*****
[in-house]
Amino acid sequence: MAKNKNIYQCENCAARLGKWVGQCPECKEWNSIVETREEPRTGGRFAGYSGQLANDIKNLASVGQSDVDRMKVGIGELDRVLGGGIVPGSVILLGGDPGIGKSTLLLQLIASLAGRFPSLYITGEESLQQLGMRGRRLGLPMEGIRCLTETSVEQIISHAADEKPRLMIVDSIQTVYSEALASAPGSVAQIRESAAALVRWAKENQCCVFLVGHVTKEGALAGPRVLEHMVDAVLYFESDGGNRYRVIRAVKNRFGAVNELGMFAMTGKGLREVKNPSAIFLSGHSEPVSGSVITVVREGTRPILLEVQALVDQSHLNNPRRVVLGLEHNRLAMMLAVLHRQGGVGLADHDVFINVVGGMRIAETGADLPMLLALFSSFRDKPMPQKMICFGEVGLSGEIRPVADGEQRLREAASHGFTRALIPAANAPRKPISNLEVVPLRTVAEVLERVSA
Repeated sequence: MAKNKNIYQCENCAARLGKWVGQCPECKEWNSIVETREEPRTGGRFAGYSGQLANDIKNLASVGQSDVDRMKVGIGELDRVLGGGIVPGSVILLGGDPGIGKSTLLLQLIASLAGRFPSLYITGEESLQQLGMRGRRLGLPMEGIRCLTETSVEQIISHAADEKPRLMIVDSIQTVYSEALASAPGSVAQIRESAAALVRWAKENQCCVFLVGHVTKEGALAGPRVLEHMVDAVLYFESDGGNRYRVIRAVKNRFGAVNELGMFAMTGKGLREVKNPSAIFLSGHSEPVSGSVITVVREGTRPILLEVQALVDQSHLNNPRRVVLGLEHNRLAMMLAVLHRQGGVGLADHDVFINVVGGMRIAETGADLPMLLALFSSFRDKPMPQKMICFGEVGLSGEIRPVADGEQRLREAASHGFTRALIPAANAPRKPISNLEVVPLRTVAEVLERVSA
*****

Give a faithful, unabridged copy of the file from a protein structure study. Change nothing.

[in-house]
Amino acid sequence: MAKNKNIYQCENCAARLGKWVGQCPECKEWNSIVETREEPRTGGRFAGYSGQLANDIKNLASVGQSDVDRMKVGIGELDRVLGGGIVPGSVILLGGDPGIGKSTLLLQLIASLAGRFPSLYITGEESLQQLGMRGRRLGLPMEGIRCLTETSVEQIISHAADEKPRLMIVDSIQTVYSEALASAPGSVAQIRESAAALVRWAKENQCCVFLVGHVTKEGALAGPRVLEHMVDAVLYFESDGGNRYRVIRAVKNRFGAVNELGMFAMTGKGLREVKNPSAIFLSGHSEPVSGSVITVVREGTRPILLEVQALVDQSHLNNPRRVVLGLEHNRLAMMLAVLHRQGGVGLADHDVFINVVGGMRIAETGADLPMLLALFSSFRDKPMPQKMICFGEVGLSGEIRPVADGEQRLREAASHGFTRALIPAANAPRKPISNLEVVPLRTVAEVLERVSA
Repeated sequence: MAKNKNIYQCENCAARLGKWVGQCPECKEWNSIVETREEPRTGGRFAGYSGQLANDIKNLASVGQSDVDRMKVGIGELDRVLGGGIVPGSVILLGGDPGIGKSTLLLQLIASLAGRFPSLYITGEESLQQLGMRGRRLGLPMEGIRCLTETSVEQIISHAADEKPRLMIVDSIQTVYSEALASAPGSVAQIRESAAALVRWAKENQCCVFLVGHVTKEGALAGPRVLEHMVDAVLYFESDGGNRYRVIRAVKNRFGAVNELGMFAMTGKGLREVKNPSAIFLSGHSEPVSGSVITVVREGTRPILLEVQALVDQSHLNNPRRVVLGLEHNRLAMMLAVLHRQGGVGLADHDVFINVVGGMRIAETGADLPMLLALFSSFRDKPMPQKMICFGEVGLSGEIRPVADGEQRLREAASHGFTRALIPAANAPRKPISNLEVVPLRTVAEVLERVSA